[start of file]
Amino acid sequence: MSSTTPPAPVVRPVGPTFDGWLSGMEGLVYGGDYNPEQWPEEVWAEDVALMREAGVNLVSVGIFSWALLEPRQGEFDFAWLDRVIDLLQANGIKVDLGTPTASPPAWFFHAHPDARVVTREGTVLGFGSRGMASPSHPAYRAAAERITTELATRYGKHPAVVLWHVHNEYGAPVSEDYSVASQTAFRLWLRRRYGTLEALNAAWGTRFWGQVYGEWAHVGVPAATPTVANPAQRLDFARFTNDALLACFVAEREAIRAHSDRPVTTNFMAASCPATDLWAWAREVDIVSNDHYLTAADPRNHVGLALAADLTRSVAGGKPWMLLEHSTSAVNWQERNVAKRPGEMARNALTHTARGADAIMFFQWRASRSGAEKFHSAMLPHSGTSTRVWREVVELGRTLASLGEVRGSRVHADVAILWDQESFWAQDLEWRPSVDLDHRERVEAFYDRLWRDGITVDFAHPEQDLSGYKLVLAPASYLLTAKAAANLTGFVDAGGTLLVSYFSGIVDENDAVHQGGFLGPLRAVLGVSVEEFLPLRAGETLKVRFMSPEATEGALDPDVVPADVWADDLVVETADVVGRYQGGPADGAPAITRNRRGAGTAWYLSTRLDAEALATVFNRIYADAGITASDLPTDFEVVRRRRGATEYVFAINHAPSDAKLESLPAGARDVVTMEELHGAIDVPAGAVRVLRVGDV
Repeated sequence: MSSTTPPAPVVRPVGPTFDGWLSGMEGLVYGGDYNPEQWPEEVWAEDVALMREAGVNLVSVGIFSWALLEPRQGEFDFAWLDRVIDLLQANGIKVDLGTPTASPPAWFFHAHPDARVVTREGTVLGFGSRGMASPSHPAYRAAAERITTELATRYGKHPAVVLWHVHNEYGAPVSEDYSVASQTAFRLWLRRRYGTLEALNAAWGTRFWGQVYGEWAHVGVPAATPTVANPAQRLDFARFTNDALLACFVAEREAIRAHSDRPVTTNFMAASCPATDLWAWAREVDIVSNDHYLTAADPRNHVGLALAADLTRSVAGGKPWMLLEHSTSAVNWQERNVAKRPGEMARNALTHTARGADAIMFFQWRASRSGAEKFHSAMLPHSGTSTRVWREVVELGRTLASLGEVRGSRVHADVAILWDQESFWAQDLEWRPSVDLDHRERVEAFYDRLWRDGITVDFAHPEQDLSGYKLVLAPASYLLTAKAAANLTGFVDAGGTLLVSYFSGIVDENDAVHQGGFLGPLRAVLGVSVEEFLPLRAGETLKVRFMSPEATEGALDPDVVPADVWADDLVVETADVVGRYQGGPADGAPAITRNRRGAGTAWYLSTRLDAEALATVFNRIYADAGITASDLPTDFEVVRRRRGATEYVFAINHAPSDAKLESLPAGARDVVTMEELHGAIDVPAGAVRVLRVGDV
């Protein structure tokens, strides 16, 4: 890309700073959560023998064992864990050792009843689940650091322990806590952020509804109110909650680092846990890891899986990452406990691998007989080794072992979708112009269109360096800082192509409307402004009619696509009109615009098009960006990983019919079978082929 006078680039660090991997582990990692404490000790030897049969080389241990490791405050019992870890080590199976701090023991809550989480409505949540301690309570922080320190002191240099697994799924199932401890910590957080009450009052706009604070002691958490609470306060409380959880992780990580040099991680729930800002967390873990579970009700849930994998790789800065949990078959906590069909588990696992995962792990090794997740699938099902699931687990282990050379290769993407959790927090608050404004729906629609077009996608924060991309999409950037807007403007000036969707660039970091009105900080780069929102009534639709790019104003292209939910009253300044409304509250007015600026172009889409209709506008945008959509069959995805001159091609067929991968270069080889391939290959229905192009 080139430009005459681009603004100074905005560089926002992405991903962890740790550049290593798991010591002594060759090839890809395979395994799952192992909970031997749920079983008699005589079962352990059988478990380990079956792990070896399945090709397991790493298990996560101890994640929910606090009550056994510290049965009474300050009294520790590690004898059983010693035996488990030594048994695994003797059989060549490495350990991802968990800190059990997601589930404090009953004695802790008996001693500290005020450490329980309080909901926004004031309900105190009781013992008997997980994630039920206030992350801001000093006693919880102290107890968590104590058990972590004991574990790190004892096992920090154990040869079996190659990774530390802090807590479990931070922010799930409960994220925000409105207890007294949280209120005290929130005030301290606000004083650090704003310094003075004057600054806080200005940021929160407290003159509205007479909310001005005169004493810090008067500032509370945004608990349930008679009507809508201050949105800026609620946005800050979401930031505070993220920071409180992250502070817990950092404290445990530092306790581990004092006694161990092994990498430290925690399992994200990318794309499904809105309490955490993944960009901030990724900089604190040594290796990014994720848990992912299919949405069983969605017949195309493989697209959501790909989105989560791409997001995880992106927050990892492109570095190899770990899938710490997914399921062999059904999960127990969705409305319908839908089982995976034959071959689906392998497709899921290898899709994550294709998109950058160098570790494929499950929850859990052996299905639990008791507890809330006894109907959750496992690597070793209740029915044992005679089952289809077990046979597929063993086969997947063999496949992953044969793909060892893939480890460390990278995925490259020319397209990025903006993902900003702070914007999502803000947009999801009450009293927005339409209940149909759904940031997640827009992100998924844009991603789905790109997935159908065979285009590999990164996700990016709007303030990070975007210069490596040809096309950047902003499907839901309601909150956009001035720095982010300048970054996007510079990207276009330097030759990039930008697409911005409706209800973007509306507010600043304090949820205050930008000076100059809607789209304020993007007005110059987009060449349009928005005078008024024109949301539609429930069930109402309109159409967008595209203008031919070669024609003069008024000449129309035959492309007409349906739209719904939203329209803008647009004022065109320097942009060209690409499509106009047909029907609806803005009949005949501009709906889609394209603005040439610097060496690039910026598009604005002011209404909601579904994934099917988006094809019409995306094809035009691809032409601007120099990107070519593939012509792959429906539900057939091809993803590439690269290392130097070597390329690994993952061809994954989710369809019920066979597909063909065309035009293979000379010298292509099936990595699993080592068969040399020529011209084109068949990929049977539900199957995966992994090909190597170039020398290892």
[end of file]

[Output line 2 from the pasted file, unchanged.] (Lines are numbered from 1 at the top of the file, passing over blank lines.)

Repeated sequence: MSSTTPPAPVVRPVGPTFDGWLSGMEGLVYGGDYNPEQWPEEVWAEDVALMREAGVNLVSVGIFSWALLEPRQGEFDFAWLDRVIDLLQANGIKVDLGTPTASPPAWFFHAHPDARVVTREGTVLGFGSRGMASPSHPAYRAAAERITTELATRYGKHPAVVLWHVHNEYGAPVSEDYSVASQTAFRLWLRRRYGTLEALNAAWGTRFWGQVYGEWAHVGVPAATPTVANPAQRLDFARFTNDALLACFVAEREAIRAHSDRPVTTNFMAASCPATDLWAWAREVDIVSNDHYLTAADPRNHVGLALAADLTRSVAGGKPWMLLEHSTSAVNWQERNVAKRPGEMARNALTHTARGADAIMFFQWRASRSGAEKFHSAMLPHSGTSTRVWREVVELGRTLASLGEVRGSRVHADVAILWDQESFWAQDLEWRPSVDLDHRERVEAFYDRLWRDGITVDFAHPEQDLSGYKLVLAPASYLLTAKAAANLTGFVDAGGTLLVSYFSGIVDENDAVHQGGFLGPLRAVLGVSVEEFLPLRAGETLKVRFMSPEATEGALDPDVVPADVWADDLVVETADVVGRYQGGPADGAPAITRNRRGAGTAWYLSTRLDAEALATVFNRIYADAGITASDLPTDFEVVRRRRGATEYVFAINHAPSDAKLESLPAGARDVVTMEELHGAIDVPAGAVRVLRVGDV